- Jose Guzman
The Best of 2020 (Or At Least What I Was Able to See)
Not your typical year, cinematically, politically, or socially. The Coronavirus Pandemic took center stage in March and made us realize there was more to life than just going to the movies. And yet, in a year brimming with dread what better way to try to escape our circumstance then trying to enjoy any film or streamed entertainment available. Despite the opportunity to watch an endless parade of flicks via cable, On Demand and growing number of service providers, I was not always in the mood for a movie.
So, here’s my list that which I was able to enjoy thoroughly. Unlike past years, they are not ranked numerically but alphabetically. In my book, they all equally succeeded in keeping my mind off our troubles and reminding me that movies will always be an inescapable passion in my life. Enjoy:
Bee Gees: How Can You Mend a Broken Heart – Often overlooked, sometimes ridiculed, and mostly underestimated, this eye-opening documentary is a testament to one of the best selling and most talented music groups of all-time. Through countless interviews, past and present, as well as little seen concert footage, we get the breadth and staying power of the music created by Aussie brothers Barry, Maurice and Robin, as well as the short-lived talent of youngest brother Andy. A must-see for any music lover, regardless of genre.
Birds of Prey – Easily the best of the new DC cinematic universe, director Cathy Yan engineers a non-stop powder keg of a film brimming with wild action, witty one-liners, and irrefutable proof that the women of Gotham are undeniably kick-ass. Margot Robbie lights up the screen as Harley Quinn (making one forget the apocryphal Suicide Squad) and Ewan McGregor is mesmerizingly sinister as mega-villain Roman Sionis.
Borat: Subsequent Movie Film – Say what you will about Sacha Baron Cohen, it takes a very smart comedic mind to make so many Americans look dumb. The funniest film of the year finds Kazakhstan’s least favorite son looking for redemption on another U.S. tour of our cultural hypocrisy and idiocy. But the real find this time around is Maria Bakalova as Borat’s estranged daughter. She succeeds in the most daunting of challenges: upstaging Sacha Baron Cohen.
David Byrne’s American Utopia – Thirty-six years after Stop Making Sense comes another visionary concert from Talking Heads’ former front man. Spike Lee’s timely direction enhances Byrne’s musical novella that chronicles both his life in music as well as the current state of life in America. Think Hamilton meets New Wave.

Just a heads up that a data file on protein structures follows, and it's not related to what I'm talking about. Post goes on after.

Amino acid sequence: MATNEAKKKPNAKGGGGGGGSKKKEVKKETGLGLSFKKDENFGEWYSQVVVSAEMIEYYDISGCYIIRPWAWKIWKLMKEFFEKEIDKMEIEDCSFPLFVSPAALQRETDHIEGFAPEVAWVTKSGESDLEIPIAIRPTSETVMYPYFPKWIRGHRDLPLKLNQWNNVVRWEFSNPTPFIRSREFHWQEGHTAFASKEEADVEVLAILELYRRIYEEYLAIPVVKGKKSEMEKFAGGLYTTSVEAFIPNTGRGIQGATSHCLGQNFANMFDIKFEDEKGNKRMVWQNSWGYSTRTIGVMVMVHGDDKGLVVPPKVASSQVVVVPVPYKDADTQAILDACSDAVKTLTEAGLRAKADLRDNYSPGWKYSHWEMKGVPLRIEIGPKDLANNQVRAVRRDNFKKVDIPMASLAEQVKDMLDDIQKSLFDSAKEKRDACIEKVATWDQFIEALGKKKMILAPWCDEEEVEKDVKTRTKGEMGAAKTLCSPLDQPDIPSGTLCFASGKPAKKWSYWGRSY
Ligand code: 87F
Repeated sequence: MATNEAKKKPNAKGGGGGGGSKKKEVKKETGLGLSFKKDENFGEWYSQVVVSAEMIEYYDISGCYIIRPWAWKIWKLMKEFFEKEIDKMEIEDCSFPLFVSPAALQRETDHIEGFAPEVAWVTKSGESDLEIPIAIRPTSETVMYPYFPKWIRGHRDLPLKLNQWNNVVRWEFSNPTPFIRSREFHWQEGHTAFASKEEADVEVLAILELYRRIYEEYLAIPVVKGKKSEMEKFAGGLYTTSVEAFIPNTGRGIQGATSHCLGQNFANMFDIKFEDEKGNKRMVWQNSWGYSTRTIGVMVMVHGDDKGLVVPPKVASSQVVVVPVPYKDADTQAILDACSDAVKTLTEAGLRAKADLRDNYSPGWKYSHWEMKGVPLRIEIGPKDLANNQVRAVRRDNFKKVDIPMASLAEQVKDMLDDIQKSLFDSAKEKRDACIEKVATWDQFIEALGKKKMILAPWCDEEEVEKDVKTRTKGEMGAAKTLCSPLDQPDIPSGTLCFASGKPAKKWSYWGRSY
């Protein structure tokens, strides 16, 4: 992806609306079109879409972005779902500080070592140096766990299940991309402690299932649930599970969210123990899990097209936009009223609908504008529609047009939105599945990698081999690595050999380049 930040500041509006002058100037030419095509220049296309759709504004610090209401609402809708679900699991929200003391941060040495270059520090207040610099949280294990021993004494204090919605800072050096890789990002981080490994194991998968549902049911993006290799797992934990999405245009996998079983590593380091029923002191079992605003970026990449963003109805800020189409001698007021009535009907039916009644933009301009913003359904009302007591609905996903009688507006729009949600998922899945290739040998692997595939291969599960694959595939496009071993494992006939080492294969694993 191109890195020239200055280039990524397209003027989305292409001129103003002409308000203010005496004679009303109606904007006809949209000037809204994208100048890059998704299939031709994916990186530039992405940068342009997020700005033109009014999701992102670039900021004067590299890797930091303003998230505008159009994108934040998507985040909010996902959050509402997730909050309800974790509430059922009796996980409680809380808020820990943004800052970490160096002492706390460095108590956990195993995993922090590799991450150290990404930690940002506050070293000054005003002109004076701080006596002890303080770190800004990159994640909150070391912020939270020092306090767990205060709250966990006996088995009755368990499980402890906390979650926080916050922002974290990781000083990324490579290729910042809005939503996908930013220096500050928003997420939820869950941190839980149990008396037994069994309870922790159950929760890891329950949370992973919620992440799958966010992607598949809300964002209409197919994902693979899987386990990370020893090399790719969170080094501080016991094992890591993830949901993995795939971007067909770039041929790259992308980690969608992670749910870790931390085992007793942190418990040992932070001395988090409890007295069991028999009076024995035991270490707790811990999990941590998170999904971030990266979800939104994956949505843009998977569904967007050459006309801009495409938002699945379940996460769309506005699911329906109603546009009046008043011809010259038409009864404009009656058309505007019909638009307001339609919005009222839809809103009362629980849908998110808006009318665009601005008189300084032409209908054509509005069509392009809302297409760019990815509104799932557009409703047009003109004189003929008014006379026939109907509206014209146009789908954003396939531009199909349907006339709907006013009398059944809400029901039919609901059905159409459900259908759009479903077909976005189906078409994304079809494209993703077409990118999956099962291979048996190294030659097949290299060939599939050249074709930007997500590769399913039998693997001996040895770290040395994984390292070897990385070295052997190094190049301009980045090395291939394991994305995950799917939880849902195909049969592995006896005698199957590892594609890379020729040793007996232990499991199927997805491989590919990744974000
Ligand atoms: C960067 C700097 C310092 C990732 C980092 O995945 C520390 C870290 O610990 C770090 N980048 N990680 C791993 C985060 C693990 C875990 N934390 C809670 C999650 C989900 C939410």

Mank – From the director of Seven, Fight Club, and The Social Network of all people comes this tribute/expose to Hollywood of the past. Gary Oldman shines as revered screenwriter Herman J. Mankiewicz as he crafts his mostly lasting legacy, the screenplay for Citizen Kane. With a screenplay by his father Jack Fincher, director David Fincher spins a fascinating behind the scenes saga of how “Mank” turned his own firsthand experiences with William Randolph Hearst (Charles Dance) into the genesis of Orson Welles’ masterpiece. Additionally, Amanda Seyfried is captivating as actress turned philanthropist Marion Davies.
Ma Rainey’s Black Bottom - An exceptional cast brings Pulitzer Prize winning playwright August Wilson's work to vibrant life. Viola Davis is a showstopper as the titular diva, full of talent, sass, and opinions. And in his final screen performance, Chadwick Boseman is mesmerizing as an up-and-coming trumpet player whose passion for music is only matched by his seething rage. His monologue detailing a horrific childhood incident is award-worthy and then some.
One Night in Miami – In a year ripe with impressive directorial debuts, the most accomplished may be this offering from Oscar Winner Regina King. Based on a play by Kemp Power (who also co-wrote Soul), Ms. King delivers a powerhouse of a film recounting a fictionalized meeting between Jim Brown (Aldis Hodge), Cassius Clay (Eli Goree), Sam Cooke (Leslie Odoms, Jr) and Malcom X (Kingsley Ben Adir). The performances are uniformly excellent, giving us nuanced takes on these legendary figures and Regina King’s direction is assured and confident.
Palm Springs – So much more than just a new take on Groundhog Day, here’s a goofy and guffaw inducing tale of romance and quantum physics. Andy Samberg and Cristin Miloti are winning as a pair of wedding guests that get caught in a “time loopy thing.” Their adventure is surprisingly original and philosophically intriguing.
Pieces of a Woman – As far as I’m concerned, go ahead and engrave the name Vanessa Kirby on this year’s Best Actress Oscar. In a film vibrating with unflinching honesty, Ms. Kirby is exceptional as a woman suffering every new parent’s worst nightmare. Shia LeBouf and Ellen Burstyn are also first-rate in this portrait of grief and what else is needed besides time to heal wounds.
Soul – Another year, another Pixar gem that tickles the funny bone and tests the tear ducts. Oscar winner Jamie Foxx is the engaging lead voice of this journey that finds his aspiring jazz musician Joe Gardner trying to reclaim his life and body. Along the way, he meets an “unborn” soul (charmingly voiced by Tina Fey) who tests his patience and wits. The film is part Heaven Can Wait, part All of Me and 100% pure Pixar magic.